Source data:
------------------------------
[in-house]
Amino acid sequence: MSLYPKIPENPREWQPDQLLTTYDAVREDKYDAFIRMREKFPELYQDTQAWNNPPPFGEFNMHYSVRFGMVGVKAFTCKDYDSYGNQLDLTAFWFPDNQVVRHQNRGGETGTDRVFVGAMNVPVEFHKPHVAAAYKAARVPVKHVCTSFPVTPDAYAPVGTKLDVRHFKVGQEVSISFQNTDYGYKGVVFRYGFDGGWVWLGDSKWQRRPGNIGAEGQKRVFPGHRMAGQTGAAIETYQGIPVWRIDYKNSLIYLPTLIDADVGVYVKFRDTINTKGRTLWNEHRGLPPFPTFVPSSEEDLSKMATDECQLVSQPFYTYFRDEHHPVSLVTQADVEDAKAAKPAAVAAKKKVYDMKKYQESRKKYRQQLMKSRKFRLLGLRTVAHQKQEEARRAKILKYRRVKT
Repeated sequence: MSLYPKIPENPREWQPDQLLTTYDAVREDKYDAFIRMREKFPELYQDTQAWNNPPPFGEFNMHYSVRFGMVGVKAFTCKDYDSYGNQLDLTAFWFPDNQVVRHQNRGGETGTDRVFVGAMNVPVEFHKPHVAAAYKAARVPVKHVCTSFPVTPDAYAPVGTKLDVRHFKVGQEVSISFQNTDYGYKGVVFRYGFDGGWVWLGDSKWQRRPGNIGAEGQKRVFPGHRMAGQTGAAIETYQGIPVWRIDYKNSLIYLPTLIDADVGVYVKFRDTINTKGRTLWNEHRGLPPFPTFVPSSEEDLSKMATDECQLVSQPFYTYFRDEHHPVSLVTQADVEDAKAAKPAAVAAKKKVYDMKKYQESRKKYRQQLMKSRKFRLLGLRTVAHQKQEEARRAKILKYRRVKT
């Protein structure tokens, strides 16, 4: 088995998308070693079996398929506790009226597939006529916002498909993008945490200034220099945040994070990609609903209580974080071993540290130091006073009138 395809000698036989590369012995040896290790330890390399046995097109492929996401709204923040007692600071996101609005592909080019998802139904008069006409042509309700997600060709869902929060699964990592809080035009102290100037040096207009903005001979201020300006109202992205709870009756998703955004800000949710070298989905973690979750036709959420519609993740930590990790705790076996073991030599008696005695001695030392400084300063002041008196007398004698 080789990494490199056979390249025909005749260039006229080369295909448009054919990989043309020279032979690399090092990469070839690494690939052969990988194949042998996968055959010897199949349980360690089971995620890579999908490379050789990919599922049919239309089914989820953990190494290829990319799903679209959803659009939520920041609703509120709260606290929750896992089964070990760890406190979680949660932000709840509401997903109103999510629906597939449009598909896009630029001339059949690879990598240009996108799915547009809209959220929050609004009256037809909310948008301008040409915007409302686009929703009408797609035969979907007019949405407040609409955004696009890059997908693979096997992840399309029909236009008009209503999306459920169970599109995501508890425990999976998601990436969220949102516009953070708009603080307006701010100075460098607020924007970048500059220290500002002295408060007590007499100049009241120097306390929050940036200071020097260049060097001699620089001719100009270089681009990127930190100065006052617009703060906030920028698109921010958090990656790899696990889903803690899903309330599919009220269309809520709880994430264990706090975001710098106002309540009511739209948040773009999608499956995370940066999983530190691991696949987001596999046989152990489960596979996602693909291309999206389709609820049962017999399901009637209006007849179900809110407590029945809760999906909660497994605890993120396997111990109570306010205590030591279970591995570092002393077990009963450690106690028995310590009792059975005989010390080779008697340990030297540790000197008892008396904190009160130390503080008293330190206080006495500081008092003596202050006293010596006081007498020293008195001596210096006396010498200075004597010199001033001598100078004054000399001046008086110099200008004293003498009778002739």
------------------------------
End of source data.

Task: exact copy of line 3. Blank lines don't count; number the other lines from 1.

Repeated sequence: MSLYPKIPENPREWQPDQLLTTYDAVREDKYDAFIRMREKFPELYQDTQAWNNPPPFGEFNMHYSVRFGMVGVKAFTCKDYDSYGNQLDLTAFWFPDNQVVRHQNRGGETGTDRVFVGAMNVPVEFHKPHVAAAYKAARVPVKHVCTSFPVTPDAYAPVGTKLDVRHFKVGQEVSISFQNTDYGYKGVVFRYGFDGGWVWLGDSKWQRRPGNIGAEGQKRVFPGHRMAGQTGAAIETYQGIPVWRIDYKNSLIYLPTLIDADVGVYVKFRDTINTKGRTLWNEHRGLPPFPTFVPSSEEDLSKMATDECQLVSQPFYTYFRDEHHPVSLVTQADVEDAKAAKPAAVAAKKKVYDMKKYQESRKKYRQQLMKSRKFRLLGLRTVAHQKQEEARRAKILKYRRVKT